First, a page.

• Role in cancer therapy
  • Solid-lipid nanoparticle (SLN) & nanostructures lipid carriers (NLC)
  • Track 15-1Application of nanoparticles in pulmonary diseases
  • Track 15-2Nano-tubes in medicine & health care
  • Track 15-3Advance combinations of nanoparticles
  • Track 15-4Role in cancer therapy
  • Track 15-5Solid-lipid nanoparticle (SLN) & nanostructures lipid carriers (NLC)
  • Track 15-6Significance in neurological disorder

An interpenetrating polymer network, IPN, is a combination of two polymers in network form, at least one of which is synthesized and/or cross-linked in the immediate presence of the other. An IPN is distinguished from other multi polymer combinations, such as polymer blends, blocks, and grafts, in two ways: (1) an IPN swells, but does not dissolve in solvents; and (2) creep and flow are suppressed. interpenetrating polymer networks having ionic or covalent bond between the interpenetrating networks are prepared from a first and a second polymer network, at least one of which contains an EPRXE resin, a resin having two epoxide functionalities represented by E and a reactive pendant nonepoxide functionality X. The two resin networks are sequentially cross-linked followed by activation of the pendant functionality of the EPRXE resin to form internetwork links between the two resin networks affording an epoxy resin with both increased strength and toughness. The invention is also directed to the process of making EPRXE resins where the pendant functionalities are primary, secondary, or tertiary amines, protected amino, or protected carboxyl groups.

  • Polymer hydrogel nanoparticle & their networks
  • Role of bioactive molecule
  • Polymer networks in hydrogel structures
  • Latest natural polymer used for IPNs
  • Track 16-1Polymer hydrogel nanoparticle & their networks
  • Track 16-2Role of bioactive molecule
  • Track 16-3Polymer networks in hydrogel structures
  • Track 16-4Latest natural polymer used for IPNs

The issue of herb-drug interactions looms large over the practice of herbal medicine. Up to now there have been very few incidents recorded of herb-drug interactions, but since the first such reports emerged a decade ago, a concern has been raised: that we know so little about herbs and their potential for interaction with drugs that these incidents could be just the "tip of the iceberg." Virtually all medical writers who review the literature acknowledge the small number of reports, but conclude that the issue of herb-drug interactions is a serious one that must be pursued. In a few instances, the interactions may have been responsible for severe consequences   Examples: Increase or decrease the effect of a blood thinner such as Warfarin and lead to either a bleeding episode or formation of a dangerous clot;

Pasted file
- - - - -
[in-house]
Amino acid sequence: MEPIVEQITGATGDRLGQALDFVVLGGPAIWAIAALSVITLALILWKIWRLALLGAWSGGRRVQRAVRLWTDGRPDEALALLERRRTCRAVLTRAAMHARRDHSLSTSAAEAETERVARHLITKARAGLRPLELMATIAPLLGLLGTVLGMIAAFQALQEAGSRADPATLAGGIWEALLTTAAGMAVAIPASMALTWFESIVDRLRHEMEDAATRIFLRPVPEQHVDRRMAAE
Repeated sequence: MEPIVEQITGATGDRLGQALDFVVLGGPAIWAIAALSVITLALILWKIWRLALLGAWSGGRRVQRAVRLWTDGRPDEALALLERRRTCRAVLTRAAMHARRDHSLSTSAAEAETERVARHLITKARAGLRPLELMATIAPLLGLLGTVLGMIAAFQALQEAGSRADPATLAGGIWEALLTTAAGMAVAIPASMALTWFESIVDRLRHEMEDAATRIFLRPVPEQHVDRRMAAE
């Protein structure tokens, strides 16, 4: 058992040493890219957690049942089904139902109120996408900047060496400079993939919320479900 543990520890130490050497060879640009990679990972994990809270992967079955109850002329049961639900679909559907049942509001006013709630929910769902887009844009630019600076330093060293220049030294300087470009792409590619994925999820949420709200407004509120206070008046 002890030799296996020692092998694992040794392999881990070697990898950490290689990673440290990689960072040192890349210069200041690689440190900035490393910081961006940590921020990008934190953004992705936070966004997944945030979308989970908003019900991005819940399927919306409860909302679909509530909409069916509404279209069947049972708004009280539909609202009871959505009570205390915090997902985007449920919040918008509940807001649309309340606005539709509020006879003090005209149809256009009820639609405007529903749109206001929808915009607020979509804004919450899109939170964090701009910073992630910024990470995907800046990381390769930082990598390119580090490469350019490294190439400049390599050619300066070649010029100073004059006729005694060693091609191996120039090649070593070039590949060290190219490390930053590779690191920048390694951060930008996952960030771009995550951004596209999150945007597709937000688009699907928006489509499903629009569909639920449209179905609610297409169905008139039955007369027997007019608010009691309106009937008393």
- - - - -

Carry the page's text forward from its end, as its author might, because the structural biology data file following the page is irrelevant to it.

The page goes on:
• Decrease the effect of a blood pressure medication, leading to high blood pressure and a stroke;
  • Decrease the effect of an anti-infection agent, letting the infection get out of   control; or
  • Increase the effect of an anti-diabetes drug and plunge blood sugar to   dangerously low level
  • Biopharmaceuticals studies of herbal drugs
  • Herbal Remedies: drug interactions and adverse effects
  • Clinical research and complimentary alternative medicine in herbal drugs
  • nteractions between herbal medicines and prescription drugs
  • Track 17-1Biopharmaceuticals studies of herbal drugs
  • Track 17-2Herbal Remedies: drug interactions and adverse effects
  • Track 17-3Clinical research and complimentary alternative medicine in herbal drugs
  • Track 17-4nteractions between herbal medicines and prescription drugs

Pharmaceutical analytic market research deals with the collection, analysis, and interpretation of details and information relating to the market environment of a given pharmaceutical product – in general of a medical drug. The primary objective of pharmaceutical market research is to gain as realistic and objective as possible an impression of the marketing opportunities of a given pharmaceutical product, thus enabling the identification of the chances and risks associated with its development potential as early on as possible.

  • Drug Repositioning: Novel approaches for existing drugs
  • Trends in marketing & approval
  • Biotechnology application in biopharmaceuticals
  • Biopharma oncology market & its future trends
  • Track 18-1Drug Repositioning: Novel approaches for existing drugs
  • Track 18-2Trends in marketing & approval
  • Track 18-3Biotechnology application in biopharmaceuticals
  • Track 18-4Biopharma oncology market & its future trends